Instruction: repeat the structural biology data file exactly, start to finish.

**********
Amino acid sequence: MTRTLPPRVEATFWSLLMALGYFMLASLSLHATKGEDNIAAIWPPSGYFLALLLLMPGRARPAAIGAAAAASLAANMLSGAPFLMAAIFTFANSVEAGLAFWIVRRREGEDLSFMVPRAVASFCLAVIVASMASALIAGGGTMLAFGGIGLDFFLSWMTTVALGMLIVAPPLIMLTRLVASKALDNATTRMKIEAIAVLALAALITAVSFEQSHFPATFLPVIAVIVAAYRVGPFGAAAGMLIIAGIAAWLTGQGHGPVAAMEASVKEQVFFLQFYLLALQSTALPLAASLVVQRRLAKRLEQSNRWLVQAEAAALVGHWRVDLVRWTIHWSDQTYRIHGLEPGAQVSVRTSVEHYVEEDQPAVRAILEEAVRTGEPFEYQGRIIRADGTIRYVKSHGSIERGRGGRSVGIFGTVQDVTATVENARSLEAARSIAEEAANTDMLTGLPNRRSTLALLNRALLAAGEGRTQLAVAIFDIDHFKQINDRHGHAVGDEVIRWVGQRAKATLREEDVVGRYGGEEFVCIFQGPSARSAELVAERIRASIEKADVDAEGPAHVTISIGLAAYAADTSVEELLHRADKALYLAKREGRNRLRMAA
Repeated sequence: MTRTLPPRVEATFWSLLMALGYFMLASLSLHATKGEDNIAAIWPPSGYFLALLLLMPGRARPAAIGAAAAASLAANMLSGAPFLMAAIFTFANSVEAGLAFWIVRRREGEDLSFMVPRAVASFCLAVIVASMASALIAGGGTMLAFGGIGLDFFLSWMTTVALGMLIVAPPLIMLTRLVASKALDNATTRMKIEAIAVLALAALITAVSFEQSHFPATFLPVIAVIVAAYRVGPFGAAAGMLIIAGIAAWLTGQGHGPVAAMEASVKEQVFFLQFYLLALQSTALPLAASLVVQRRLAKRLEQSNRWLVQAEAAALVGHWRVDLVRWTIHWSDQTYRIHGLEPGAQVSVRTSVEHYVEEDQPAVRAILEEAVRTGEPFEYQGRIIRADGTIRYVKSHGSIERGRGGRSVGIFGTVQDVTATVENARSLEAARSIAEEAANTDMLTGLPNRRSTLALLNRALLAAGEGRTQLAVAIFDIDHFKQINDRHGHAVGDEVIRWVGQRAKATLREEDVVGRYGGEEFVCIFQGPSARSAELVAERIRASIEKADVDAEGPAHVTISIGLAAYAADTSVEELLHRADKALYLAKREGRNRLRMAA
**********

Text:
Amino acid sequence: MTRTLPPRVEATFWSLLMALGYFMLASLSLHATKGEDNIAAIWPPSGYFLALLLLMPGRARPAAIGAAAAASLAANMLSGAPFLMAAIFTFANSVEAGLAFWIVRRREGEDLSFMVPRAVASFCLAVIVASMASALIAGGGTMLAFGGIGLDFFLSWMTTVALGMLIVAPPLIMLTRLVASKALDNATTRMKIEAIAVLALAALITAVSFEQSHFPATFLPVIAVIVAAYRVGPFGAAAGMLIIAGIAAWLTGQGHGPVAAMEASVKEQVFFLQFYLLALQSTALPLAASLVVQRRLAKRLEQSNRWLVQAEAAALVGHWRVDLVRWTIHWSDQTYRIHGLEPGAQVSVRTSVEHYVEEDQPAVRAILEEAVRTGEPFEYQGRIIRADGTIRYVKSHGSIERGRGGRSVGIFGTVQDVTATVENARSLEAARSIAEEAANTDMLTGLPNRRSTLALLNRALLAAGEGRTQLAVAIFDIDHFKQINDRHGHAVGDEVIRWVGQRAKATLREEDVVGRYGGEEFVCIFQGPSARSAELVAERIRASIEKADVDAEGPAHVTISIGLAAYAADTSVEELLHRADKALYLAKREGRNRLRMAA
Repeated sequence: MTRTLPPRVEATFWSLLMALGYFMLASLSLHATKGEDNIAAIWPPSGYFLALLLLMPGRARPAAIGAAAAASLAANMLSGAPFLMAAIFTFANSVEAGLAFWIVRRREGEDLSFMVPRAVASFCLAVIVASMASALIAGGGTMLAFGGIGLDFFLSWMTTVALGMLIVAPPLIMLTRLVASKALDNATTRMKIEAIAVLALAALITAVSFEQSHFPATFLPVIAVIVAAYRVGPFGAAAGMLIIAGIAAWLTGQGHGPVAAMEASVKEQVFFLQFYLLALQSTALPLAASLVVQRRLAKRLEQSNRWLVQAEAAALVGHWRVDLVRWTIHWSDQTYRIHGLEPGAQVSVRTSVEHYVEEDQPAVRAILEEAVRTGEPFEYQGRIIRADGTIRYVKSHGSIERGRGGRSVGIFGTVQDVTATVENARSLEAARSIAEEAANTDMLTGLPNRRSTLALLNRALLAAGEGRTQLAVAIFDIDHFKQINDRHGHAVGDEVIRWVGQRAKATLREEDVVGRYGGEEFVCIFQGPSARSAELVAERIRASIEKADVDAEGPAHVTISIGLAAYAADTSVEELLHRADKALYLAKREGRNRLRMAA